So, I confess to knowing very little about them, apart from the fact that their last 'proper' album, Do You Like Rock Music? was nominated for the Mercury Music Prize a couple of years ago.

So, I approached Valhalla Dancehall with only my preconceptions to guide me. The Guardian says the album "stakes out as-yet unclaimed territory between the wide-eyed indie wonder of bands such as the Flaming Lips and the Manic Street Preachers" and that seems a reasonable assessment. I expected Valhalla Dancehall to be spikier and more aggressive than it actually is - indeed there are times when the band's addition of lush orchestration make it quite soft and gentle.

There are loud, bombastic moments - opening track Who's In Control? yells "over here, over there, over here, every f***ing where" - but I like it when the band rein themselves in a bit. Georgie Ray is reminiscent of Mercury Rev at their most melodic whilst Cleaning Out The Rooms is a lovely sweeping seven minute slice of Arcade Fire-esque indie pop.

I have listened to Valhalla Dancehall three times now and, whilst it's not a record I love, it's certainly a record that changed my opinion of who British Sea Power are (and what they do) for the better.

Monday, January 10, 2011

Album Review: Emma's Imagination: Stand Still

Emma's Imagination - Stand Still

Emma Gillespie seems to have completely slipped underneath my radar. Apparently, she won the Sky talent show Must Be The Music last year and had two top ten hits in 2010 - the chirpy This Day and the more melancholy Focus. Her debut album (released on Gary Barlow's Future Records label) is her 'prize' for her TV success, although I'm not sure it's going to catapult her into superstardom.

Stand Still is a nice enough record. It has a gentle, acoustic sound reminiscent of Natalie Imbruglia or, oddly, Alisha's Attic (remember them?!) and Gillespie has an ear for a decent melody. Its main problem, however, is that it sounds rather like countless other similar records by similar female singer-songwriters. Quirky and whimsical, Stand Still has very little to distinguish it from a raft of other records, meaning it lacks a little bit of personality.

I enjoyed it enough, and it's certainly something I will come back to in the future. Just don't expect to be mesmerised by Stand Still - it's perfectly fine but you do get the distinct impression that you've heard it all before.

Friday, January 07, 2011

Album Review: My Cheap Little Dictaphone - The Troubled Tale of a Genius

My Cheap Little Dictaphone - The Tragic Tale of a Genius

Concept albums are always a bit of a risk, I think. Although, I suppose in many cases you'd have to know it was a concept album, wouldn't you? In the case of The Tragic Tale of a Genius, I don't think you'd ever know of this fact, unless (as I did) you read it elsewhere.

The concept (and the 'genius' in this case) is Brian Wilson and his descent into mental illness. Whilst this sounds like a bit of a depressing subject for an entire album, it is actually a surprisingly great piece of work. The Belgian four piece sound alternately like the Arcade Fire and Coldplay, indeed vocalist Redboy sounds particularly like Chris Martin when he gets slightly falsetto on on No Self Esteem and Face to Face.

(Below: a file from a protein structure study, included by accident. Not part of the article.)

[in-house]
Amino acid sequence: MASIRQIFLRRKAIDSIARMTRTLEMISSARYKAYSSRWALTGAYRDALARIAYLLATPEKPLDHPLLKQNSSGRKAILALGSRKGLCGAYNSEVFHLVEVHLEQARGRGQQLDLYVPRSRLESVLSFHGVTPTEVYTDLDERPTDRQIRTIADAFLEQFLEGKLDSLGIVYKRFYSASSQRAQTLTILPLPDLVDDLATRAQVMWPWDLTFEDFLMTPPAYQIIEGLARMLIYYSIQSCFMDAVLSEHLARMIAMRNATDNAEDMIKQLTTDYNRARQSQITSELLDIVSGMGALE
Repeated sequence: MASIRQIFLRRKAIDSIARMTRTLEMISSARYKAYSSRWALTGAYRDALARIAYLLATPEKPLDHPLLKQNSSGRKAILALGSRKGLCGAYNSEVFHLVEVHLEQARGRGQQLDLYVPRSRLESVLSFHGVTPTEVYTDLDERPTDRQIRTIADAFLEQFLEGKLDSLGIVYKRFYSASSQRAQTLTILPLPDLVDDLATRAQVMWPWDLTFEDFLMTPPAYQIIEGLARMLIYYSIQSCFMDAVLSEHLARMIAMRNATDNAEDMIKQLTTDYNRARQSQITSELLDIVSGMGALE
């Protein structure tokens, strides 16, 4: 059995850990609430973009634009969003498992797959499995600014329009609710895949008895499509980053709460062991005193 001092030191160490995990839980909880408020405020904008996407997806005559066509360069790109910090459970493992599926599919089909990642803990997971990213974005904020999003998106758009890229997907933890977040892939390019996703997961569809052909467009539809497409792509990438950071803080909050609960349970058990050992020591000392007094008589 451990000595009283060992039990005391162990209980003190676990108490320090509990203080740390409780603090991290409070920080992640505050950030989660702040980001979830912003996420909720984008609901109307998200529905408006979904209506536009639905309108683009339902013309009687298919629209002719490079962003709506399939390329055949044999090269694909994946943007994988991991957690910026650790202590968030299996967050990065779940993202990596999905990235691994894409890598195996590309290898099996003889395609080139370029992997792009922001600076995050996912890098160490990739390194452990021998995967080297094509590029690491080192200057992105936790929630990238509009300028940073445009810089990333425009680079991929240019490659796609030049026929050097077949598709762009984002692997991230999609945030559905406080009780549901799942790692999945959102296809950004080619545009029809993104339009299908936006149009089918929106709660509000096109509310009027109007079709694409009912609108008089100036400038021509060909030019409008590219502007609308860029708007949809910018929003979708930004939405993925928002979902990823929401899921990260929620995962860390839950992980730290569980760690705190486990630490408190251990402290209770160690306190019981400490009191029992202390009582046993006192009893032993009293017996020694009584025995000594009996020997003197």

Ignore the precociousness of a concept record (Wikipedia calls The Tragic Tale of a Genius 'proche d'un opera rock') and, instead, you ahve the fourth album from an indie-rock band who offer much more than their daft name suggests.

If you like MGMT, the Arcade Fire (or, indeed - any sort of downbeat guitar indie) The Tragic Tale of a Genius is definitely an album you should try.

Album Review: Rabih Abou-Khalil - Trouble in Jerusalem

Working from home means I get to listen to literally hundreds of albums every month. So, in 2011, I am going to try and listen to as much new music as I possibly can in the hope of unearthing a gem. I appreciate I will have to take the rough with the smooth, but that's half the fun. OK. Here we go...

Rabih Abou-Khalil: Trouble in Jerusalem

Trouble in Jerusalem is not the sort of record I would normally listen to. Being perfectly honest, when I read that Rabih Abou-Khalil was a leading oud player, I had to look up what an 'oud' was (which, you'd have thought, didn't bode well for my enjoyment). However, it is actually quite a nice listen.

The Guardian says: "Some might be intrigued by the historical context: a brief episode of Judeo-Christian-Islamic harmony from the Third Crusades celebrated in the 1922 German silent film Nathan the Wise, and rekindled by Abou-Khalil's TV-commissioned symphonic score for that movie."

Gulp. Let's be frank: I have no idea what that previous paragraph is all about. Ignoring the historical context or the "composer's usual exuberant spontaneity, surrealism and political wit" being "overwhelmed by great-and-good obligations", it's an album of instrumental music in a broadly Middle-Eastern style. And, actually, it works rather well. There's some bombastic orchestral interludes (which reminded me of some of John Barry's folk tinged James Bond soundtracks) and, all in all, it's a nice mixture of European and Middle Eastern influences.

I'll probably never, ever listen to this record again. And, I am sure many people will think it sounds like the sort of background music you'd hear in a ropey Turkish restaurant. Still, I didn't feel the need to turn it off before the end, and so that represents something of a triumph.